They completed a questionnaire in 2004-2005 detailing their smoking use, and reported deaths were tracked until the end of 2011. Of these people, over 22,000 are current smokers, over 156,000 are former smokers, and over 111,000 never smoked. And those who smoked one to 10 cigarettes a day had an 87 percent higher risk, the findings showed.
In addition, among current smokers, the age at which they started smoking was linked to an increased risk of smoking-related death, Nash said.
In an interview with MedPage Today, Inoue-Choi said the findings make it clear that all smokers can benefit from smoking cessation, including those who are light or intermittent smokers. "Smokers would have been less likely to have lived long enough to enter our study than never-smokers, such that our relative risks for smoking may be underestimated", they wrote.
In this context, the NCI study is a much-needed reminder that even smoking a small number of cigarettes is significantly harmful to one's health. The results of the study were reported December 5, 2016, in JAMA Internal Medicine. The results come from asking elderly people about their smoking habits during life; most of the participants were 60 to 80 years old and white. Norman Edelman, a senior medical consultant to the American Lung Association.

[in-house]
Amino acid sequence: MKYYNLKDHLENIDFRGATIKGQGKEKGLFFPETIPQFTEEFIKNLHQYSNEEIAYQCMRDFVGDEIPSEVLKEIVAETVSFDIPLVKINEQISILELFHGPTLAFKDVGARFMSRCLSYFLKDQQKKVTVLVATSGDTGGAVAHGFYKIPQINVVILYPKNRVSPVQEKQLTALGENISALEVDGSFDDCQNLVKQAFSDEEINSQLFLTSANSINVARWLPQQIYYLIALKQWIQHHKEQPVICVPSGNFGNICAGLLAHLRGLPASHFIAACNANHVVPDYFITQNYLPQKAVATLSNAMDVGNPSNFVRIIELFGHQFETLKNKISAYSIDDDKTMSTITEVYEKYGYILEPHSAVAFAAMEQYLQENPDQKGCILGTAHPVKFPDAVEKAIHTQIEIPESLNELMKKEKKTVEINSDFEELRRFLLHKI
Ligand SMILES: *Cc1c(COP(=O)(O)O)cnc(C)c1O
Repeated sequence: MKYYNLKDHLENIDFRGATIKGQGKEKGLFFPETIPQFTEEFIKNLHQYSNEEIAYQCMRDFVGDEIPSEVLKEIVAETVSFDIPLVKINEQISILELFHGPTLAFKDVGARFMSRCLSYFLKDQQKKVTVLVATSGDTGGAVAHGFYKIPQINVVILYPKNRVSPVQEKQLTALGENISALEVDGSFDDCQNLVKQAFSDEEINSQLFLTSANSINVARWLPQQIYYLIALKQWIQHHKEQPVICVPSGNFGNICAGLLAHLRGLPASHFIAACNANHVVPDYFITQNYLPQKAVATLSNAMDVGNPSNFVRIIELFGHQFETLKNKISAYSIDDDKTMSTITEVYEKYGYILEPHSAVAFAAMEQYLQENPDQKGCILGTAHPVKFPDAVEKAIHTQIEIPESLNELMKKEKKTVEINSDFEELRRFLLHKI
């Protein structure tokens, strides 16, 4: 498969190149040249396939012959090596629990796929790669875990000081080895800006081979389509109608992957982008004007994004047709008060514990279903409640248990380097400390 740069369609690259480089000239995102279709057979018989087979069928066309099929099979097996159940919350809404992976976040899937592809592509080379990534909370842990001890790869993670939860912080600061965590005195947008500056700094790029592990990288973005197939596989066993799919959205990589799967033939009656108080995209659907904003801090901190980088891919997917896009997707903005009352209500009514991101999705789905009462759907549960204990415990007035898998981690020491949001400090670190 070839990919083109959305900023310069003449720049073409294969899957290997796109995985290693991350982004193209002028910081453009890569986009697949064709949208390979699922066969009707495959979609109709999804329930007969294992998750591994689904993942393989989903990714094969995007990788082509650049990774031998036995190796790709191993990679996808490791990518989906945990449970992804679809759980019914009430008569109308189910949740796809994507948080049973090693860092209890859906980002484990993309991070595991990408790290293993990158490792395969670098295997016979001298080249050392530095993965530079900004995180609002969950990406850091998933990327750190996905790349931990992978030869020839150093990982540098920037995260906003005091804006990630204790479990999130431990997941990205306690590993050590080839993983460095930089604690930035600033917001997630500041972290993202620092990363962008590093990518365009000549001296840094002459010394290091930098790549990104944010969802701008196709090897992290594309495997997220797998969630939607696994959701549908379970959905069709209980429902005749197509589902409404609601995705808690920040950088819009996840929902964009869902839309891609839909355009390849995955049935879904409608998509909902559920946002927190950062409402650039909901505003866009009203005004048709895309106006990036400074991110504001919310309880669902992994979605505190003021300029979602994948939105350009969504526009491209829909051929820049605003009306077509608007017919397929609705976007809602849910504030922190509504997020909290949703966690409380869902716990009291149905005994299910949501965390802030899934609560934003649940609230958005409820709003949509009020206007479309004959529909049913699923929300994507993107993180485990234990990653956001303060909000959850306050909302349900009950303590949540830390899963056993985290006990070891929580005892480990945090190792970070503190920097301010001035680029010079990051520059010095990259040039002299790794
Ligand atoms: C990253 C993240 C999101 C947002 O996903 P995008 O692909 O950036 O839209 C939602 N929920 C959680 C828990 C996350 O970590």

When looking at cause of death, the researchers found a particularly strong association with smoking and lung cancer mortality.
Yet, the health effects of this "low-intensity smoking" have not been well studied.
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Patricia Folan directs the Center for Tobacco Control at Northwell Health in Great Neck, N.Y. She said, "My experience with low-intensity smokers is that they often don't consider themselves "real" smokers". The risk of premature death also decreased proportionally with the age when these smokers quit.
People who smoked between one and 10 cigarettes a day had over six times the risk of dying from respiratory diseases than never smokers and about one and half times the risk of dying of cardiovascular disease than never smokers.
A growing proportion of American smokers are now smoking fewer cigarettes per day, and it is estimated that the number of low-intensity smokers will rise in the future.
Researchers relied on participants remembering their smoking histories over many years, a limitation of the study, because memories often aren't accurate. Hence, the researchers could not compare the effects of smoking every other day, every few days, or weekly, for example.
The scientists also lacked data on more detailed smoking patterns, such as the smoking frequency among low-intensity smokers.
This research was funded by the Intramural Research Program of the National Institutes of Health and the National Cancer Institute.
Smoking rates have plummeted in the US and now only about 15 percent of USA adults smoke - and just 11 percent of high school students smoke.